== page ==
Oberon —King of the Fairies Titania —Queen of the Fairies Robin "Puck" Goodfellow —a sprite with magical powers Peasblossom, Cobweb, Moth and Mustardseed—fairy servants to Titania Indian changeling—a ward of Titania Plot[ edit ] Hermia and Helena by Washington AllstonThe play consists of four interconnecting plots, connected by a celebration of the wedding of Duke Theseus of Athens and the Amazon queen, Hippolytawhich is set simultaneously in the woodland and in the realm of Fairylandunder the light of the moon. Enraged, Egeus invokes an ancient Athenian law before Duke Theseus, whereby a daughter needs to marry a suitor chosen by her father, or else face death.
Oberon —King of the Fairies Titania —Queen of the Fairies Robin "Puck" Goodfellow —a sprite with magical powers Peasblossom, Cobweb, Moth and Mustardseed—fairy servants to Titania Indian changeling—a ward of Titania Plot[ edit ] Hermia and Helena by Washington AllstonThe play consists of four interconnecting plots, connected by a celebration of the wedding of Duke Theseus of Athens and the Amazon queen, Hippolytawhich are set simultaneously in the woodland and in the realm of Fairylandunder the light of the moon.
The play opens with Hermiawho is in love with Lysander, resistant to her father Egeus 's demand that she wed Demetriuswhom he has arranged for her to marry. HelenaHermia's best friend, pines unrequitedly for Demetrius, who broke up with her to be with Hermia. Enraged, Egeus invokes an ancient Athenian law before Duke Theseus, whereby a daughter needs to marry a suitor chosen by her father, or else face death.
Theseus offers her another choice: Quince reads the names of characters and bestows them on the players.
Nick Bottom, who is playing the main role of Pyramus, is over-enthusiastic and wants to dominate others by suggesting himself for the characters of Thisbe, the Lion, and Pyramus at the same time.
He would also rather be a tyrant and recites some lines of Ercles. Bottom is told by Quince that he would do the Lion so terribly as to frighten the duchess and ladies enough for the Duke and Lords to have the players hanged.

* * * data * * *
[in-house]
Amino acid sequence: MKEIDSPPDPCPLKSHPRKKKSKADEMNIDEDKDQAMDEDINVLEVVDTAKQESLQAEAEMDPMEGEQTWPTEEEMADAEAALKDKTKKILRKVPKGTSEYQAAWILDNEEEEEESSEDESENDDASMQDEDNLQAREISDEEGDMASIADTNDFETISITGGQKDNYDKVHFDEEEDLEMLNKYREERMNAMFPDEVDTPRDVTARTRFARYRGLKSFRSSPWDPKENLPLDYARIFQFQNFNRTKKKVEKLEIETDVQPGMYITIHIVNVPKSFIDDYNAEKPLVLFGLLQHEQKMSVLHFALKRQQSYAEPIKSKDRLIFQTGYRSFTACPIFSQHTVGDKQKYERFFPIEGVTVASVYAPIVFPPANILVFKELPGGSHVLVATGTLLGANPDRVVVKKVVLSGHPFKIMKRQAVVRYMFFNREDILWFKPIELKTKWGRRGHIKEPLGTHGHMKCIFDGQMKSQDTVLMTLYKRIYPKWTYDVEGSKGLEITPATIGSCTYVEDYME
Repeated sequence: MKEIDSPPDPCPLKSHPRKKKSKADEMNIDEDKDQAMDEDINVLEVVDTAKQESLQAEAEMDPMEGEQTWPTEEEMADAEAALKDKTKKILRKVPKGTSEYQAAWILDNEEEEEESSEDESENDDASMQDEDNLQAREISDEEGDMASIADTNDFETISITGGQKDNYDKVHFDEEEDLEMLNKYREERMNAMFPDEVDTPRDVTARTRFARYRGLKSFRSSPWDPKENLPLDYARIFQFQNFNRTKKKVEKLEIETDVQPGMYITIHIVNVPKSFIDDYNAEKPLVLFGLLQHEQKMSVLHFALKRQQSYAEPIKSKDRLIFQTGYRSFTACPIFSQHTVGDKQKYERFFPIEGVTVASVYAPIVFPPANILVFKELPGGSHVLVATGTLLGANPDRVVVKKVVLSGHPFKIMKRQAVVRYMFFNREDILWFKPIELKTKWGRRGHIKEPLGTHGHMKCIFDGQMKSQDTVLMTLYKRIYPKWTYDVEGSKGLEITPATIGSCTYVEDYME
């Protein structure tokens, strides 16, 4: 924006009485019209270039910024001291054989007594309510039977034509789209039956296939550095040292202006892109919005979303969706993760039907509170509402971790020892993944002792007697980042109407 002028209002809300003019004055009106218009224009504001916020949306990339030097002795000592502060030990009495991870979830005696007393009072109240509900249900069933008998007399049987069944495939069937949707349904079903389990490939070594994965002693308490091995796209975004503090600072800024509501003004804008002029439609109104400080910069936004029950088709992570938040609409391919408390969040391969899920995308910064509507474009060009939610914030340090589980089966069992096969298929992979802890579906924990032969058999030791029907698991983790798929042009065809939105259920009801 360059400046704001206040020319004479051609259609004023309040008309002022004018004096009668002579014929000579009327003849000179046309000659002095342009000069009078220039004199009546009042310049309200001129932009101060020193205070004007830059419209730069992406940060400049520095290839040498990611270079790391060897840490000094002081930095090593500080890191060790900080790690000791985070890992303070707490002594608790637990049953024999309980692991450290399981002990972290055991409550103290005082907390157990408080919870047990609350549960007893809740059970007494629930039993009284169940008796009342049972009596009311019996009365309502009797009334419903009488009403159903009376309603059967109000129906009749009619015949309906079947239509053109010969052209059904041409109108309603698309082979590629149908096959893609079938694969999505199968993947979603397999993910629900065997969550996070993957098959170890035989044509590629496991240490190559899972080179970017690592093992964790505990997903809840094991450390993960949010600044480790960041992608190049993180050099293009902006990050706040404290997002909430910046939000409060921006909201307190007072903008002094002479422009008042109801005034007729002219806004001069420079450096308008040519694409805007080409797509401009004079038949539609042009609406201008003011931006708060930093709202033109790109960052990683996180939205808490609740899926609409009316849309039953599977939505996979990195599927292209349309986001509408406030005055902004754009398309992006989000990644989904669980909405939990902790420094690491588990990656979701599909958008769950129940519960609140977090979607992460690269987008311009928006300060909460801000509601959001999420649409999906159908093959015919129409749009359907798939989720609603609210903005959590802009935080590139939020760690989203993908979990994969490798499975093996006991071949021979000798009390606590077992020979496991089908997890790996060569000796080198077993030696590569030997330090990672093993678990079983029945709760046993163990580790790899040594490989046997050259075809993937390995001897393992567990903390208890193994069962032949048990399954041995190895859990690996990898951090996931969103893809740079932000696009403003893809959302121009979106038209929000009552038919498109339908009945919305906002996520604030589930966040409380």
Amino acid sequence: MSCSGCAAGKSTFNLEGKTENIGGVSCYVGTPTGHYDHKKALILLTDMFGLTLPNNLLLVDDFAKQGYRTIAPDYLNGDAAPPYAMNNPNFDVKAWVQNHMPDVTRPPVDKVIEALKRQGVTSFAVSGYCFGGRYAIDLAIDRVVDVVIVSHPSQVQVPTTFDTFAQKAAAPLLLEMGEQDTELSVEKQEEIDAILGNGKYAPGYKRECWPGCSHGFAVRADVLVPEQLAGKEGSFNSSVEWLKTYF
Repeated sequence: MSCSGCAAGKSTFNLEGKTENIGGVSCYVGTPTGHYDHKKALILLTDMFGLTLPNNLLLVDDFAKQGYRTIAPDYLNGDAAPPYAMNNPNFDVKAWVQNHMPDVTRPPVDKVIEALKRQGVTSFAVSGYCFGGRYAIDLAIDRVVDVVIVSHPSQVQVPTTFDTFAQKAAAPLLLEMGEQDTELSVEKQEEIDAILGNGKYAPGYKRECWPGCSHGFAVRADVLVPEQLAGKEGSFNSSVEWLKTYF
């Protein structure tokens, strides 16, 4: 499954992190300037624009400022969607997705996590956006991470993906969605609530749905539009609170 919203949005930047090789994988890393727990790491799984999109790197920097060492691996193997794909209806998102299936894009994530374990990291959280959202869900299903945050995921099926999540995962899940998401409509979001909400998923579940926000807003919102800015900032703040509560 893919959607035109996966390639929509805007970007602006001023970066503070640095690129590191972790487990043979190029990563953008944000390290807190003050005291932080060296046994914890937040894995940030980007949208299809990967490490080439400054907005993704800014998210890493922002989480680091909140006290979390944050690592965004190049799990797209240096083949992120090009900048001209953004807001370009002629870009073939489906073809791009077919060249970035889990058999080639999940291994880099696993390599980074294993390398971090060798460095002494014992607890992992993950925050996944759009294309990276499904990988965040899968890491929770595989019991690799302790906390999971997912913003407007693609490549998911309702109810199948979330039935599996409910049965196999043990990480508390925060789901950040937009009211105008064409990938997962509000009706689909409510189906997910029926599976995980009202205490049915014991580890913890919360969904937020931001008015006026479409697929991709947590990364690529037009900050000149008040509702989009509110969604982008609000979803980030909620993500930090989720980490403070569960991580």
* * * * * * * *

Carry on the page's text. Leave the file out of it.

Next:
Snug remarks that he needs the Lion's part because he is "slow of study".
Quince ends the meeting with "at the Duke's oak we meet". Titania tells Oberon that she plans to stay there until she has attended Theseus and Hippolyta's wedding. Oberon and Titania are estranged because Titania refuses to give her Indian changeling to Oberon for use as his "knight" or "henchman", since the child's mother was one of Titania's worshippers.
Oberon seeks to punish Titania's disobedience. He calls upon Robin " Puck " Goodfellow, his "shrewd and knavish sprite", to help him concoct a magical juice derived from a flower called " love-in-idleness ", which turns from white to purple when struck by Cupid's arrow.
When the concoction is applied to the eyelids of a sleeping person, that person, upon waking, falls in love with the first living thing he perceives. He instructs Puck to retrieve the flower with the hope that he might make Titania fall in love with an animal of the forest and thereby shame her into giving up the little Indian boy.
Helena, desperate to reclaim Demetrius's love, tells Demetrius about the plan and he follows them in hopes of finding Hermia. Helena continually makes advances towards Demetrius, promising to love him more than Hermia.
However, he rebuffs her with cruel insults against her. Observing this, Oberon orders Puck to spread some of the magical juice from the flower on the eyelids of the young Athenian man.
Instead, Puck mistakes Lysander for Demetrius, not having actually seen either before, and administers the juice to the sleeping Lysander. Helena, coming across him, wakes him while attempting to determine whether he is dead or asleep.
Upon this happening, Lysander immediately falls in love with Helena. Helena, thinking Lysander is playing a trick on her, runs away with Lysander following her. When Hermia wakes up, she sees that Lysander is gone and goes out in the woods to find him.
Oberon sees Demetrius still following Hermia, who thinks Demetrius killed Lysander, and is enraged. Upon waking up, he sees Helena.quotes from A Midsummer Night's Dream: ‘Love looks not with the eyes, but with the mind,And therefore is winged Cupid painted blind.’.
Of all the themes in A Midsummer Night's Dream, love is the most prominent. Shakespeare portrays romantic love as a blind, irrational, often beautiful force that can be both cruel and forgiving. Above all else, A Midsummer Night's Dream explores the nature of romantic love.
Its conclusion? The pursuit of love has the capacity to make us irrational, foolish idiots. In the play, magic love juice causes characters to fall erratically in and out of love as they chase each other around the woods, and makes a Fairy Queen fall in love with a literal jackass.
A Mid Summer Nights Dream True love never runs a smooth course. And this is quit evident in a Mid Summer Night’s dream.
The young love of two people is far more powerful than one thinks. And at the end true love will prevail no matter what gets in the way. Hermia and Lysander are the two lovers. Love is what makes the entire play 'A Midsummer Night's Dream' happen but the love portrayed is not exactly typical.
Forbidden love, jealous. Get an answer for 'How does Shakespeare portray love in A Midsummer Night's Dream?' and find homework help for other A Midsummer Night's Dream questions at eNotes.